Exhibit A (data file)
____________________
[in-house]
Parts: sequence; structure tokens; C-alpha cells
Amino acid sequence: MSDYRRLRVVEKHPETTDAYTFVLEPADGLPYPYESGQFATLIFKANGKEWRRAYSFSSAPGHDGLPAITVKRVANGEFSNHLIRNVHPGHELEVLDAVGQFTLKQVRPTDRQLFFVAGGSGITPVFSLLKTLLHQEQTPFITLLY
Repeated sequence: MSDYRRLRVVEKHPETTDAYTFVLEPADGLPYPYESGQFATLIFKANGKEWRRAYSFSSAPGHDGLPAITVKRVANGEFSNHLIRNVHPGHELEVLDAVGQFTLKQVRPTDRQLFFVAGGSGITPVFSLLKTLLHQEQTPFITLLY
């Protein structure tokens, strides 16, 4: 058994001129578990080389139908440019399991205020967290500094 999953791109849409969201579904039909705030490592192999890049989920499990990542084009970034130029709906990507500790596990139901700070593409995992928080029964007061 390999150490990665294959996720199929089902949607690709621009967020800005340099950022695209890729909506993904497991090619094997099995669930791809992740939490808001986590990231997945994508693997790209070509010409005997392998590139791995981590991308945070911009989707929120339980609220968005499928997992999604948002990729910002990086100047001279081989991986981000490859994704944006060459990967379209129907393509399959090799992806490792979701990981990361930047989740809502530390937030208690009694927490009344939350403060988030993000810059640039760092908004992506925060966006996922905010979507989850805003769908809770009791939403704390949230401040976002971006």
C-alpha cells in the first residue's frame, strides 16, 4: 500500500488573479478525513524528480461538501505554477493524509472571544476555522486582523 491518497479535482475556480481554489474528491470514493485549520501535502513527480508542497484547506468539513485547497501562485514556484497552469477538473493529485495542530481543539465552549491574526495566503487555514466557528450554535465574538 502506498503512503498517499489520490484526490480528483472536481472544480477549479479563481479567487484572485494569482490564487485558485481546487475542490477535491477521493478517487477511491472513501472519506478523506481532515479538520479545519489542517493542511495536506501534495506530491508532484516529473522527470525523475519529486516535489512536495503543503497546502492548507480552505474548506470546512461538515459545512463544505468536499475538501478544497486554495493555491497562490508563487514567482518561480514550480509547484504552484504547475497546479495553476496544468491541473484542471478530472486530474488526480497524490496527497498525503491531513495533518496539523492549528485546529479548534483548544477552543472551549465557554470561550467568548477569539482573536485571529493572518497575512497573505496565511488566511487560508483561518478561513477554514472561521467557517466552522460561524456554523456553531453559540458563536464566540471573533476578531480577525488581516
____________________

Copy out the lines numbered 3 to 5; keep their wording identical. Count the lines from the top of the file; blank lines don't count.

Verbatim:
Amino acid sequence: MSDYRRLRVVEKHPETTDAYTFVLEPADGLPYPYESGQFATLIFKANGKEWRRAYSFSSAPGHDGLPAITVKRVANGEFSNHLIRNVHPGHELEVLDAVGQFTLKQVRPTDRQLFFVAGGSGITPVFSLLKTLLHQEQTPFITLLY
Repeated sequence: MSDYRRLRVVEKHPETTDAYTFVLEPADGLPYPYESGQFATLIFKANGKEWRRAYSFSSAPGHDGLPAITVKRVANGEFSNHLIRNVHPGHELEVLDAVGQFTLKQVRPTDRQLFFVAGGSGITPVFSLLKTLLHQEQTPFITLLY
């Protein structure tokens, strides 16, 4: 058994001129578990080389139908440019399991205020967290500094 999953791109849409969201579904039909705030490592192999890049989920499990990542084009970034130029709906990507500790596990139901700070593409995992928080029964007061 390999150490990665294959996720199929089902949607690709621009967020800005340099950022695209890729909506993904497991090619094997099995669930791809992740939490808001986590990231997945994508693997790209070509010409005997392998590139791995981590991308945070911009989707929120339980609220968005499928997992999604948002990729910002990086100047001279081989991986981000490859994704944006060459990967379209129907393509399959090799992806490792979701990981990361930047989740809502530390937030208690009694927490009344939350403060988030993000810059640039760092908004992506925060966006996922905010979507989850805003769908809770009791939403704390949230401040976002971006």